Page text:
The basic problem is one of determinism. What is determinism, you ask? Determinism is the philosophical idea that, if there is a God that is all-knowing, that it would be impossible for human beings to have free will, as their future, already being known, cannot happen any other way (the distinction between “hard” determinism and “al dente” determinism is made because players have very limited freedom in decisions). I’m not here to debate whether or not that’s valid, but it is an important idea when you consider the relationship between developer and player. By the very nature of crafted experiences, it would appear impossible for games to actually have meaningful choices. Sure, I can choose one choice over the others, but those choices (and their consequences) are all scripted out by the developers well before I actually come to make them. In fact, the choices (and consequences) are tested and designed to make sure that players get a satisfactory result from pretty much any of them. Beyond that, having save states renders those decisions even less meaningful. Even in the rare event that I don’t like the result of a given decision, I can always just go back and pick another one.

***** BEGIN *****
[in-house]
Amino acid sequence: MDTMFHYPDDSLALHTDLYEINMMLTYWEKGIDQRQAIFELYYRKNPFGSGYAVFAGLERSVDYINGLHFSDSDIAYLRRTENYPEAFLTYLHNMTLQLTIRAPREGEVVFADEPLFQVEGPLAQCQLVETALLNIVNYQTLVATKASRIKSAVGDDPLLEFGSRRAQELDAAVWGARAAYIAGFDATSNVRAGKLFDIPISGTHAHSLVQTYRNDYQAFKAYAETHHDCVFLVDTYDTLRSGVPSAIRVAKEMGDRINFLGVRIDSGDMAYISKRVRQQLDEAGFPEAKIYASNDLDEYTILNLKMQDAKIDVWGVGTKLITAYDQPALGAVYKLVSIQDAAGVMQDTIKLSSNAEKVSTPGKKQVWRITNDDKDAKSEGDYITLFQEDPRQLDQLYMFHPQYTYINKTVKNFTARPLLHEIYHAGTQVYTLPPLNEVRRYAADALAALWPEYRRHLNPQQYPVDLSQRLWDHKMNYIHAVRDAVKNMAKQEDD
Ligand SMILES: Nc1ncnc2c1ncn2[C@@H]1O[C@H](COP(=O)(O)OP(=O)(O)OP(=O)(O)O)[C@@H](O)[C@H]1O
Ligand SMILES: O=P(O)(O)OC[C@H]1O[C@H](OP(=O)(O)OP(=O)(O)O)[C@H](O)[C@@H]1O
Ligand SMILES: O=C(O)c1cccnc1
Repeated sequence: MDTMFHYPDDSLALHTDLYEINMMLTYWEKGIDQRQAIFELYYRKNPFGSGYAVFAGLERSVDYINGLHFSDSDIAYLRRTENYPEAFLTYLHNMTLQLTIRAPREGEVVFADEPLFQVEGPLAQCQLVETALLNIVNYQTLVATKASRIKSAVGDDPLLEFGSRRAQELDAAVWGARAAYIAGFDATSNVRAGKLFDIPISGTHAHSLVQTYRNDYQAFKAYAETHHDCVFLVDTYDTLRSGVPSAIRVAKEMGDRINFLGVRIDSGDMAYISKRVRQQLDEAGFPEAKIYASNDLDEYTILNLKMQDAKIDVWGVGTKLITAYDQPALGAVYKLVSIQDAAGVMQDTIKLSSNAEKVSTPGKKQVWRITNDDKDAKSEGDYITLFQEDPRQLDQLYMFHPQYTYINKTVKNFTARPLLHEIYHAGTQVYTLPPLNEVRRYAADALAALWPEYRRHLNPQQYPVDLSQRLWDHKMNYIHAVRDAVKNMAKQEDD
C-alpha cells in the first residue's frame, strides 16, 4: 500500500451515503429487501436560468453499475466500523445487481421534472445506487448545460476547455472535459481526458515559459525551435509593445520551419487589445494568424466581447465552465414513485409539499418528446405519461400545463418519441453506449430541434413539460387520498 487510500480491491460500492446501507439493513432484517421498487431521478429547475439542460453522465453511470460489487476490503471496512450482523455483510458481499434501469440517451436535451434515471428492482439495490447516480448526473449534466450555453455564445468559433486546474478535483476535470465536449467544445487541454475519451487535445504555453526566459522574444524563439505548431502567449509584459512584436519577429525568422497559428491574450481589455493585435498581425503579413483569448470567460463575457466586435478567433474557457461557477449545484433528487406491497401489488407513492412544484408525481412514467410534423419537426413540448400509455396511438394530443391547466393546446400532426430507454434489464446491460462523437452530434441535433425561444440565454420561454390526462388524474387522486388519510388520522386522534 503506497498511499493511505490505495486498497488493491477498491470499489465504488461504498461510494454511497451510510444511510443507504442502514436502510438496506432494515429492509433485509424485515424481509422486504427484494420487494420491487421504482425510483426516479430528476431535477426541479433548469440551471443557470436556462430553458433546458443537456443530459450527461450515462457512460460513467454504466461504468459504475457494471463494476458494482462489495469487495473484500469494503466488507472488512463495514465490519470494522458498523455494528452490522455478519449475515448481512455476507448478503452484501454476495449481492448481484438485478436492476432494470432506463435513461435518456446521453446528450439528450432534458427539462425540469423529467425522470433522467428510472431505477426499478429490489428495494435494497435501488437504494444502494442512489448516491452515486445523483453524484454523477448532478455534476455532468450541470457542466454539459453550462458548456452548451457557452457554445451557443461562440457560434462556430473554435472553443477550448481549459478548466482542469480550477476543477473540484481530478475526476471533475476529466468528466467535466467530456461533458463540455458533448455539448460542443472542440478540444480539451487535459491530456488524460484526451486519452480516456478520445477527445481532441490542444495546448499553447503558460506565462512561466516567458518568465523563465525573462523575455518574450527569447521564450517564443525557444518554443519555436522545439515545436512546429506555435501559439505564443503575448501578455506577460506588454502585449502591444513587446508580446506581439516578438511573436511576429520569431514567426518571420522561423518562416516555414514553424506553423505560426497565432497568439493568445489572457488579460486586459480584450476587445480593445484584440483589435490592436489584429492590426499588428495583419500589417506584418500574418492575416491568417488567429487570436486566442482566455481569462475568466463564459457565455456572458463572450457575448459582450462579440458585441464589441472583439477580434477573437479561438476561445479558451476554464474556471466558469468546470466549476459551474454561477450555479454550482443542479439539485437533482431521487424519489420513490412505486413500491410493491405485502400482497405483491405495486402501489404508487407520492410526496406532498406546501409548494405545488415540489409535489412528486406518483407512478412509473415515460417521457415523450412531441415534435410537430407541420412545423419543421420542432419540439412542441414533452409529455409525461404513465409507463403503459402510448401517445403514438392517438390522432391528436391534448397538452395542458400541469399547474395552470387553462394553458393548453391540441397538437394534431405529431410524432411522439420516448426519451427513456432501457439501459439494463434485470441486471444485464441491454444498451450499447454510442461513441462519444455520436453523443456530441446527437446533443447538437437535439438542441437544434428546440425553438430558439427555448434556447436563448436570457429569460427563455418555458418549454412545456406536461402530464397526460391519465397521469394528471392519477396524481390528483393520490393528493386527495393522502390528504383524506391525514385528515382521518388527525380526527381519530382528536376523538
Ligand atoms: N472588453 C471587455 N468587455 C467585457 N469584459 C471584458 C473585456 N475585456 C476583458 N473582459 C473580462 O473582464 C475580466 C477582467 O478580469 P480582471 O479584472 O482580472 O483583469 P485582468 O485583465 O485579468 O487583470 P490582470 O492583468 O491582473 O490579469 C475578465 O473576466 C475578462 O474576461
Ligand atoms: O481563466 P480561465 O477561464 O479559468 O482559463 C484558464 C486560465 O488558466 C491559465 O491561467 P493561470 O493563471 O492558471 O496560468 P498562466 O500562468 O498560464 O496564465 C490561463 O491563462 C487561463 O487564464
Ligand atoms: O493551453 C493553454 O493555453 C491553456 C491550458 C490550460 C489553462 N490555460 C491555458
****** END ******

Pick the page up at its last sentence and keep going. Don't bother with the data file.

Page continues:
The thing that players seem to forget is that their choices are limited not by their own imagination, but by the imagination of the developer and writer. I come across plenty of situations in RPGs where I feel as though the best response to a given situation is a firm “none of the above.” It’s only because the writers and developers cannot obviously account for my thought process and perspective that this happens, and of course to try and build a story based around every individual person’s perspective would be impossible.